Concept: Normal force
- Proceedings of the National Academy of Sciences of the United States of America
- Published about 6 years ago
SignificanceThe goal of this study was to use the Surface Forces Apparatus to examine the effects of slip-stick friction on cartilage surface morphology under different loading and sliding conditions. Different load and speed regimes were represented using friction maps that separated regimes of smooth and stick-slip sliding. The finding of this work is that damage generally occurs within the stick-slip regimes and is not directly related to the friction coefficient. Prolonged exposure of cartilage surfaces to stick-slip sliding resulted in a significant increase of surface roughness, indicative of severe morphological changes (damage) of the cartilage surfaces.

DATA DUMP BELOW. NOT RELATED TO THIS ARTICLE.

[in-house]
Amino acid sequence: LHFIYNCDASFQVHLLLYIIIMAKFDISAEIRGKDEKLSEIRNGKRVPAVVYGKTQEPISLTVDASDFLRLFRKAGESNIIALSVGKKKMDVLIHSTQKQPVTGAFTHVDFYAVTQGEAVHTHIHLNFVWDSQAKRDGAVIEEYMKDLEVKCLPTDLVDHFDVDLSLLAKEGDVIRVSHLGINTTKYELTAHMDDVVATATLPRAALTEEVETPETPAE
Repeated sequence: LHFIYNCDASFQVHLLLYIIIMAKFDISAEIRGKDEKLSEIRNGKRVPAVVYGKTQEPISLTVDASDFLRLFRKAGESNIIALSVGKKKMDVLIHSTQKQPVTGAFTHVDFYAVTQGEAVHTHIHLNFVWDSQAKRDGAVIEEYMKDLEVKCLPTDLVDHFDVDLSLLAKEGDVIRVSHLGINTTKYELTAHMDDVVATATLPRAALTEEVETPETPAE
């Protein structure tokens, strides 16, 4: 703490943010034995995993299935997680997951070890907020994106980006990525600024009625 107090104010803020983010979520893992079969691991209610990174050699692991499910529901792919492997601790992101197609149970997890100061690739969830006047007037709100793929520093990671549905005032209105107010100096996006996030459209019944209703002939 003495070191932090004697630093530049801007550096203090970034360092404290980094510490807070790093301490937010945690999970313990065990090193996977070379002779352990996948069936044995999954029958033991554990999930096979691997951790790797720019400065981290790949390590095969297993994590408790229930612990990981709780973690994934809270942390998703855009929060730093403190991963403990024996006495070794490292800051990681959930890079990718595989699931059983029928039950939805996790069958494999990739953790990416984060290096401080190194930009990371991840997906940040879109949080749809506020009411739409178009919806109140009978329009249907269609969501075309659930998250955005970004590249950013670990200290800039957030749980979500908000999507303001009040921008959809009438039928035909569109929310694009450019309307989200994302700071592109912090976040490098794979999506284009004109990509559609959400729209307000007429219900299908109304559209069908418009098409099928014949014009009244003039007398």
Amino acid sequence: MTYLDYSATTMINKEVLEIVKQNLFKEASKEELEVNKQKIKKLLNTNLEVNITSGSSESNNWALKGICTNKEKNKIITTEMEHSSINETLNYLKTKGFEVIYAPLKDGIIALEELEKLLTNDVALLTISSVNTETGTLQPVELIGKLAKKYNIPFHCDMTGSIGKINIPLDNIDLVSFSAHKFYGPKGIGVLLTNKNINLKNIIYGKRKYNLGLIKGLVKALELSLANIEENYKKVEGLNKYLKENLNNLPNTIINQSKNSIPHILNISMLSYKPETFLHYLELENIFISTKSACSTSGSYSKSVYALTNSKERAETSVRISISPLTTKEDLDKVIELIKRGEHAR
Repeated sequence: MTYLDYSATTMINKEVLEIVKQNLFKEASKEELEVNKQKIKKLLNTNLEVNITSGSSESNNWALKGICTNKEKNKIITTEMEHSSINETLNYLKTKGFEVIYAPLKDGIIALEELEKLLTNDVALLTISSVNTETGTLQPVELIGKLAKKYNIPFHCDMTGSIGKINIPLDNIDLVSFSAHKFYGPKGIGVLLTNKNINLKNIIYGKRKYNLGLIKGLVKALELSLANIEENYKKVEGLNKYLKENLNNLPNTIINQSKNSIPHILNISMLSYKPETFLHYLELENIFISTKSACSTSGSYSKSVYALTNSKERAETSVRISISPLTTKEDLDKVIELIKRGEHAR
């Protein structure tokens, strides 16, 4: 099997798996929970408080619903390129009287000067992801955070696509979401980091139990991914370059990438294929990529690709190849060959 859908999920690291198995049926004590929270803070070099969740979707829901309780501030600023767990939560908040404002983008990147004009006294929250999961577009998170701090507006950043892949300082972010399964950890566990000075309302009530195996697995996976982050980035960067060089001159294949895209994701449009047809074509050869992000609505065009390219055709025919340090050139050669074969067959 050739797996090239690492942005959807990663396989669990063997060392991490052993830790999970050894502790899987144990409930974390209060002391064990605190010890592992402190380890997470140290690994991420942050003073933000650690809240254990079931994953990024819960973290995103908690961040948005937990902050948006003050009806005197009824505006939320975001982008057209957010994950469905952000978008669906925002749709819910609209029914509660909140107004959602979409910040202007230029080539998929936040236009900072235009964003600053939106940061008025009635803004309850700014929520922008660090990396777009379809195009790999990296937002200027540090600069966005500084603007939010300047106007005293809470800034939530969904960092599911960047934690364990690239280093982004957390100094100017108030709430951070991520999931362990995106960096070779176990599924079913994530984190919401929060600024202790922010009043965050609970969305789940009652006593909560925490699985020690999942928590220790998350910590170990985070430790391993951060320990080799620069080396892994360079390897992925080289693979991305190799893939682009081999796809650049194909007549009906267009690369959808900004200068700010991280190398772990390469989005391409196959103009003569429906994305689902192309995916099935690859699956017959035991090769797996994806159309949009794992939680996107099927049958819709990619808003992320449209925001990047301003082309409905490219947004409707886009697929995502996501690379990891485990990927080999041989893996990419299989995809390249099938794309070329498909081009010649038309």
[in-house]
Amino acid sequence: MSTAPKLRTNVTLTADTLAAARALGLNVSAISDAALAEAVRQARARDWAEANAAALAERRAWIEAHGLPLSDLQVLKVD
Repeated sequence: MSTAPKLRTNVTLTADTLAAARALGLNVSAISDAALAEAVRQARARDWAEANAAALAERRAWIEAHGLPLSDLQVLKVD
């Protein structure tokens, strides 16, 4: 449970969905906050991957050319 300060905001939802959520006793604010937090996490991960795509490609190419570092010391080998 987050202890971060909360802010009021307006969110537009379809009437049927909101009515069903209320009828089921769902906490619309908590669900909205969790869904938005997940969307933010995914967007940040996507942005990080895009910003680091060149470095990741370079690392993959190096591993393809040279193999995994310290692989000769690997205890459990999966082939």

Friction, wear and the associated energy dissipation are major challenges in all systems containing moving parts. Examples range from nanoelectromechanical systems over hip prosthesis to off-shore wind turbines. Bionic approaches have proven to be very successful in many engineering problems, while investigating the potential of a bio-inspired approach in creating morphological surface textures is a relatively new field of research. Here, we developed laser-created textures inspired by the scales found on the skin of snakes and certain lizards. We show that this bio-inspired surface morphology reduced dry sliding friction forces by more than 40%. In lubricated contacts the same morphology increased friction by a factor of three. Two different kinds of morphologies, one with completely overlapping scales and one with the scales arranged in individual rows, were chosen. In lubricated as well as unlubricated contacts, the surface texture with the scales in rows showed lower friction forces than the completely overlapping ones. We anticipate that these results could have significant impact in all dry sliding contacts, ranging from nanoelectromechanical and micro-positioning systems up to large-scale tribological contacts which cannot be lubricated, e.g. because they are employed in a vacuum environment.